Climbing Stairs for Weight loss (Part 2)
Getting the most out of stair climbing
With any form of exercise it is important to start off slowly and build progression into our workouts, and stair climbing is no different.
When we first start climbing stairs for weight loss, we may find ourself getting out of breath after only a flight or two and we may also find that our thigh muscles start to "burn".
To help our body acclimatize to this form of exercise, we should start by limiting ourselves to walking up two flights of stairs followed by five minutes of walking on the spot. At the end of the 5 minute walk on the spot, when our heart rate has come down a bit, we can try walking up another two flights followed by another five minute walk on the spot. This may be enough of a workout for us in the first week or two.
In future weeks, we can try adding another two flights of stairs and another five minute walk on the spot each week. Eventually we should be able to climb all the flights of stairs we want without having to stop to regain our breath.
When we start to get even fitter and stronger, we might want to try to make our stair climbing workouts even more intense by doing one or more of the following:
- Lengthening the time of our workouts (doing more sets).
- Climbing two steps at a time instead of one.
- Adding to our body weight with a weighted belt, weighted vest or carrying dumbells.
- Reduce our rest intervals.
- Speed up our workouts by racing the clock, a friend or a workout partner.
Aerobic versus anaerobic stair climbing workouts
Depending upon how we use them, stairs can predominantly improve our aerobic fitness or our muscle strength.
For strength improvement it is best to walk up two steps at a time and limit the number of sets of stair climbs we do per workout to between 1 and 5 sets. And instead of running up 20 flights of stairs, it may only be necessary to walk up a total of 15 to 30 steps per leg.
As well as strengthening all the muscles in our legs and buttocks, it is possible to magnify the strength and shaping affect of stair climbing by changing our technique slightly.
Here are some tips for working the inner thigh, hips and buttocks using stairs:
- To work the inner thigh, stand sideways at the bottom of the stairs, place your hand on the rail (if available) for balance. Lift your right foot and place it on the first step. Transfer your weight onto your right leg as you lift your left leg and cross it over your right and up to the next step. Continue up the stairs in this fashion until you've reached the desired number of reps.
- To work the butt, start at the bottom of a flight of stairs, step up with your left leg and kick your right leg back (contract your right buttock when you do this), and then repeat with the right leg and left kick. Continue this until you've reached the desired number of reps.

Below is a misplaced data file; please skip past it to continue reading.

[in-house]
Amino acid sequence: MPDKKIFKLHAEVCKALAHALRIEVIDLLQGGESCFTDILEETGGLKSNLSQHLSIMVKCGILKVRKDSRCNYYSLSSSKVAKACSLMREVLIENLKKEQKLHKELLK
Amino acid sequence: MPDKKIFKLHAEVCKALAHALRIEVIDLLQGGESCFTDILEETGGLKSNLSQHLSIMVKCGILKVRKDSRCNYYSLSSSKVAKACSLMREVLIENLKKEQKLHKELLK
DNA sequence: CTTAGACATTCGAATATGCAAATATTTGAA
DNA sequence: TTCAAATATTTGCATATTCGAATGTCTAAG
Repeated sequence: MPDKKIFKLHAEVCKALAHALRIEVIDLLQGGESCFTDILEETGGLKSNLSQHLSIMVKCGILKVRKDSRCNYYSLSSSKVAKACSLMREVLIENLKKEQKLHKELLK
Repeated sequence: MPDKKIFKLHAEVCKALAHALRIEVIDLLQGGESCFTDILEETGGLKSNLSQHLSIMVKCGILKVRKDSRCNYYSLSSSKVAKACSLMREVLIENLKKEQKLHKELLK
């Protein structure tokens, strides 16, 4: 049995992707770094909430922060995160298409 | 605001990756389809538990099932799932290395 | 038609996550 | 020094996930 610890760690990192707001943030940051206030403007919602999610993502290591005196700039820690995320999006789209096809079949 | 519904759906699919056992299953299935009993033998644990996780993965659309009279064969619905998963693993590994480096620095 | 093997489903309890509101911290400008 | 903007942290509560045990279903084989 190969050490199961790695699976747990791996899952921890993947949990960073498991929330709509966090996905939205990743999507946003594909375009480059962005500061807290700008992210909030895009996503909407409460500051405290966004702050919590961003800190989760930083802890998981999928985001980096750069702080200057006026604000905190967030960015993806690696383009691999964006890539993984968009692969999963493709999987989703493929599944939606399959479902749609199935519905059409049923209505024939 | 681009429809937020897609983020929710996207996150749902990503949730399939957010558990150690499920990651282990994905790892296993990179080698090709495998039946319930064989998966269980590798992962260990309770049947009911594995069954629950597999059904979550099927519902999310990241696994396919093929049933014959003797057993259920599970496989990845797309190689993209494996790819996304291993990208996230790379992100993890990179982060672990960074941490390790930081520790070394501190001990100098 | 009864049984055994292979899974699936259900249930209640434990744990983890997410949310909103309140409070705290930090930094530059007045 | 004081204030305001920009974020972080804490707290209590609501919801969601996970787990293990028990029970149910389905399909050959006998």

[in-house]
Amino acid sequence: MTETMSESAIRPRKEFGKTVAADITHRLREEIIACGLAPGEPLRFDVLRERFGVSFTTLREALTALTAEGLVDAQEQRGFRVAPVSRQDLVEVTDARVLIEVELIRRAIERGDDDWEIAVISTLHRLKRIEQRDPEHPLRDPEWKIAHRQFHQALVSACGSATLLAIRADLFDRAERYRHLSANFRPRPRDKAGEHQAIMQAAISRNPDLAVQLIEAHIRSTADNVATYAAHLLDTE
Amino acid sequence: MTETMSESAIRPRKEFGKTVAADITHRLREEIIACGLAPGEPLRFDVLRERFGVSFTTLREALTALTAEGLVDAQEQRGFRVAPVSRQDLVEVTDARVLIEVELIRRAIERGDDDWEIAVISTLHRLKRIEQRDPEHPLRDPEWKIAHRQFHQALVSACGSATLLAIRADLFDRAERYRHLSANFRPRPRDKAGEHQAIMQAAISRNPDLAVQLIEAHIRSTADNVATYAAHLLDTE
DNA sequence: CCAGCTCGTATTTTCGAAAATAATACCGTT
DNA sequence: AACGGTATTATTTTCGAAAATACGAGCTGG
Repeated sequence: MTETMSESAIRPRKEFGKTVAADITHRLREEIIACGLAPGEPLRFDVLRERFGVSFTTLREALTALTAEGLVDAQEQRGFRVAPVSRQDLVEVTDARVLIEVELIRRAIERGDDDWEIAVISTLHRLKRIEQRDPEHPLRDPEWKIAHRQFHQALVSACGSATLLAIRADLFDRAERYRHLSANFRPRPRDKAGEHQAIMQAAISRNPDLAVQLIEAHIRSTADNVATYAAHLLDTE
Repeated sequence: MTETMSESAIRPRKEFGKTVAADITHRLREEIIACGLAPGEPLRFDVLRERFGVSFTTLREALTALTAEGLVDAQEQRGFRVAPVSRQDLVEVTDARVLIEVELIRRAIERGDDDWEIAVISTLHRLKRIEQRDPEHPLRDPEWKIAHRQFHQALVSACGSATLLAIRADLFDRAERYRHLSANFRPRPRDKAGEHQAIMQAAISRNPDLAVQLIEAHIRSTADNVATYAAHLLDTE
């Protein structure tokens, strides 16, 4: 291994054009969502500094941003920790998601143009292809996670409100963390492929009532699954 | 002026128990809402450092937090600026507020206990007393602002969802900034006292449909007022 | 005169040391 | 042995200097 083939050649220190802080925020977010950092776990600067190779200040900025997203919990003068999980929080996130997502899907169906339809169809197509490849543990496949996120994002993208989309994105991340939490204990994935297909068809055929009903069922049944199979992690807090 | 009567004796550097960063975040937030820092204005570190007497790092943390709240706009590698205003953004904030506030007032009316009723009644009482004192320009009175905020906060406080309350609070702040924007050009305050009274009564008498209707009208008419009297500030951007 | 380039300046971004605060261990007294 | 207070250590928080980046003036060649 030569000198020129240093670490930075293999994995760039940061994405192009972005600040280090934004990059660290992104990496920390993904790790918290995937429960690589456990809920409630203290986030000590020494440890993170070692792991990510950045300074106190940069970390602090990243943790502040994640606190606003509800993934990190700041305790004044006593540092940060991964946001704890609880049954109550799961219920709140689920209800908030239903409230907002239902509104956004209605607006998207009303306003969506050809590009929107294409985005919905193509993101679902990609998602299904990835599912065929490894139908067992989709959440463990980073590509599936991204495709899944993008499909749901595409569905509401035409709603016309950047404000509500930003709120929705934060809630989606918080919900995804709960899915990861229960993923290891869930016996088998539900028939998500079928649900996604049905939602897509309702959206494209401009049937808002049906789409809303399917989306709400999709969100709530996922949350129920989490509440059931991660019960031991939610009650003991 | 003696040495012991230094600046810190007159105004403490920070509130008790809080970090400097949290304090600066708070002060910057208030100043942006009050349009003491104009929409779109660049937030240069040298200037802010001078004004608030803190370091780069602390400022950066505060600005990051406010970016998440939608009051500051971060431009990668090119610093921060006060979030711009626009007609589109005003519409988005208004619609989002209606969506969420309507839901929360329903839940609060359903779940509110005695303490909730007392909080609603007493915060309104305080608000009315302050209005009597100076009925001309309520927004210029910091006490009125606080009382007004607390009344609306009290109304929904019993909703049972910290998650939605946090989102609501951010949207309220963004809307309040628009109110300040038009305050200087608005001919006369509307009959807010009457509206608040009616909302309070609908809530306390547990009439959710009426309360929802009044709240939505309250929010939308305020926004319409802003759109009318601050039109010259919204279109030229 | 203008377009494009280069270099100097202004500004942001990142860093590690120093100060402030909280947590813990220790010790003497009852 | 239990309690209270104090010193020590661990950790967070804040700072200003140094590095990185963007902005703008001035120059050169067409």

- To work the hip abductor (the muscle on the outside of your hip that moves your leg out to the side), stand on a stair step sideways with one foot on the step. Without bending the supporting leg, lower the unsupported leg a couple of inches by tilting your pelvis, and bring it back up. Repeat 10 times and switch to the other leg.
To get the most benefit out of any aerobic exercise, we should do it at
least 3 times a week, for at least 20 minutes per session, at an intensity
that elevates our heart rate to between 60% and 90% of our maximum (which
is calculated by subtracting our age from 220).
With stair climbing however, we may not be able to continually climb stairs for a total of 20 minutes, so we may need to build up to this level by incorporating other activities with our stair climbing.
One example is to walk on the spot between flights (as suggested above). Another is to skip in between flights, etc.
For a combined aerobic and anaerobic workout, alternate five minutes of stair climbing with sets of exercises like push-ups, sit-ups, dumbell curls and presses.
A combined workout example might include a five minute warm-up, thirty to forty minutes of intervals (consisting of 2-3 minutes of stair climbing followed by 1 minute of muscle toning exercises), a five to ten minutes cool-down and stretches.
Think you'll get bored just climbing stairs?
Not a problem!
To help avoid boredom we can:
- Cross-train using other activities such as bicycle riding, walking, jogging, etc.
- Use music to motivate us - wearing a portable radio, CD player or an ipod allows us to listen to all our favourite songs while climbing.
- Keep an exercise diary and track our progress - nothing motivates like success!
Continued on next page...